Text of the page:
Thursday, May 26, 2005
This actually happened. A few days ago, we had the periodical pest-control thingy done at home. Dad treated us to dinner, because we couldn’t eat at home. Then we came back, and there was this cockroach lying upturned on the floor.
Dad stamped on it with his shoe.
“Don’t do that,” mom said, “it’s dead.”
“It’s not dead,” dad said.
“It’s resting,” I said.
I know you didn’t get that joke, you daft buggers. Go watch Monty Python!
For the last few days, I spent a little time everyday visiting some random blogs (by clicking on the ‘Next Blog’ link at the top).
I found that most blogs were not blogs, but actually advertisements for commercial websites. Another thing I discovered was that the blogs by females (we have to assume they weren’t guys pretending to be otherwise) outnumbered the blogs by males seven to three, which is not that surprising when you think about it.
Then suddenly on the third day, I found that 60% of the blogs I now found were an advertisement for porn – exactly the same ad in each one. I tried to find a normal blog, but it was very difficult. So I have to assume that either someone spammed Blogger.com with these sites, or someone hacked into Blogger. I don’t quite know.
Anyway, it was an all over bizarre experience. I found some good (or at least interesting) blogs. These are some of those:
Indian Writing (which is a great blog itself, and through which I found Shweta’s Wonderful Blog)
The Mouth of a Loosed Woman is a Deep Pit (the rather fine blog of a woman who is chuffed about having liposuction done in 20 days)
Tatum Alice (this one’s too cute for words – a blog written by a mother completely dedicated to the antics of her daughter)
Onanymous (a rather cool diary blog)
I also found some disturbing blogs. There was one blog, by a sixteen-year-old girl – it was not disturbing in itself, but it had a picture in which “I Only Want to Be Happy” was carved into someone’s skin. Now I don’t honestly think that was CGI. That almost made me turn back, but I went on because I realised this must be very rare, and thankfully I didn’t get any more of those.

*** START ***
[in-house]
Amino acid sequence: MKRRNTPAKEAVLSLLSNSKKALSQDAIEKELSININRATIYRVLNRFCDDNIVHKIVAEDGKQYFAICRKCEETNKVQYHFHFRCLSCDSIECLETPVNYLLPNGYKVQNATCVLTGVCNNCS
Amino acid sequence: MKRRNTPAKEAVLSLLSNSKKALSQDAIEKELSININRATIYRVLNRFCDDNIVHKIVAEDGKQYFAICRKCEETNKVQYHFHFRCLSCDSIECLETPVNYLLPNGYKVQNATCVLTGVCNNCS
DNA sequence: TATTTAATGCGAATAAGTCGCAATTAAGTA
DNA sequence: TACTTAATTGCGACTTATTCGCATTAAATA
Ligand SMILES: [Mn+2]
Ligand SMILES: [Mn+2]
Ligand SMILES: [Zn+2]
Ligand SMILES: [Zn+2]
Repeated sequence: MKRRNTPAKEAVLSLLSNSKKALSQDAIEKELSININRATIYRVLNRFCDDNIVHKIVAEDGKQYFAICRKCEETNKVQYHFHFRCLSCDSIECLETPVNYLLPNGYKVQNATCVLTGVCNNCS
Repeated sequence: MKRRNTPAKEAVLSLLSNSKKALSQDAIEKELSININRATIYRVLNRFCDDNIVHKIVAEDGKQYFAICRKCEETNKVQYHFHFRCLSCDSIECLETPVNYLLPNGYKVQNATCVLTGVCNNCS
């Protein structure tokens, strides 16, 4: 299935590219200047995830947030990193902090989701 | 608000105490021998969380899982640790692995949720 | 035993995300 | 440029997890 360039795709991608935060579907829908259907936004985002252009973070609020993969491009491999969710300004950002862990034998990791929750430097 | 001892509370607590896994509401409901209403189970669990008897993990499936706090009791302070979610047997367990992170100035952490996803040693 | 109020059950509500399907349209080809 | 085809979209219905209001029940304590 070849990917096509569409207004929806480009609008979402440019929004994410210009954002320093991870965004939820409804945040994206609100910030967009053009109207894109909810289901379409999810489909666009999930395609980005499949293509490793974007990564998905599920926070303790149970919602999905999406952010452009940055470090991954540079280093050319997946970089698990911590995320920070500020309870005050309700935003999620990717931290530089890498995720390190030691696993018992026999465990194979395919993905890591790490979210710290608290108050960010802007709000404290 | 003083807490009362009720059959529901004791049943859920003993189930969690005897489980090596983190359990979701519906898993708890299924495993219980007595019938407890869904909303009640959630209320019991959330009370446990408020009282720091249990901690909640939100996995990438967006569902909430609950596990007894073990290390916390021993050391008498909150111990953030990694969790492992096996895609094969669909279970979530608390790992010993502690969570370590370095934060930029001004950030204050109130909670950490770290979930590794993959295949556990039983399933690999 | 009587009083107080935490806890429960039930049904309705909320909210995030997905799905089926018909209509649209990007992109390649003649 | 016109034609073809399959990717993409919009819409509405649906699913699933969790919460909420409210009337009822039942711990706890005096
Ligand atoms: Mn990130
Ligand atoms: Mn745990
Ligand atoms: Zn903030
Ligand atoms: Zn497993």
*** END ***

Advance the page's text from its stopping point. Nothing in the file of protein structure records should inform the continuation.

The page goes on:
I saw that there were many Indians out there, and I thought that was just fine (up the republic and all that). Many blogs were rather entertaining, and others were simply diaries. But there were some weird ones. There was one somewhat sad blog, with over 20 posts over two months and not a single comment, and one really poignant blog – a guy had written his blog completely as a memorial to his recently-expired dog.
There was some encouraging stuff as well. About a third of the blogs I visited were written in a language other than English, and this made me very happy, because I feel that diversity is a good thing. They did irritate me a little, because I had to wait for them to load (and I’ve got a pretty slow connection), only to have to press ‘Next Blog’ again because I couldn’t read them. I found two German blogs, and I now visit them periodically to practice my fledgling Deutsch.
After visiting all these blogs, I still realised that I had only scratched the surface of the Blog world. I had found only one blog I already knew – Sandnya’s blog – and I hadn’t found a single blog that came under Blogger’s recommended and recent section. This felt rather nice, because of the huge variety, but it also made me feel that the few people that form this particular community/network are such a miniscule portion of the WSOGMM (or ‘Whole Sort of General Mish Mash’ if you’re one of those unlucky enough not to have read Douglas Adams) of Blogging.
Puts us in our place, doesn’t it?
If you like reading stories, here are some that are available free on the net (and quite legally at that). All of them are SFF, but that shouldn’t stop you, should it? SHOULD IT?
Neil Gaiman – Goliath: a story set in a world similar to that of The Matrix, but much better than that particular crapfest (I’m referring to 2 & 3, of course).
Terry Pratchett – Theatre of Cruelty (link down): the story that seduced me into Pratchett’s world. It’s a bit too fast-paced, but it’s quite wonderful.
Samit Basu – The Plasmoids: a story by the author of The Simoqin Prophecies. Nice without being great in any way, and unlike other readers (through whom I got the link), I didn’t like the Tolkien reference. But I got into SFFWorld.com due to this story, so I can’t complain.
And last but not the least:
Writerbo: a magnificent illustration of what it is like to live with a writer. All wanna-be (‘aspiring’, as we like to be called) writers are going to cringe because it’s totally true. It’s not a story, but who cares?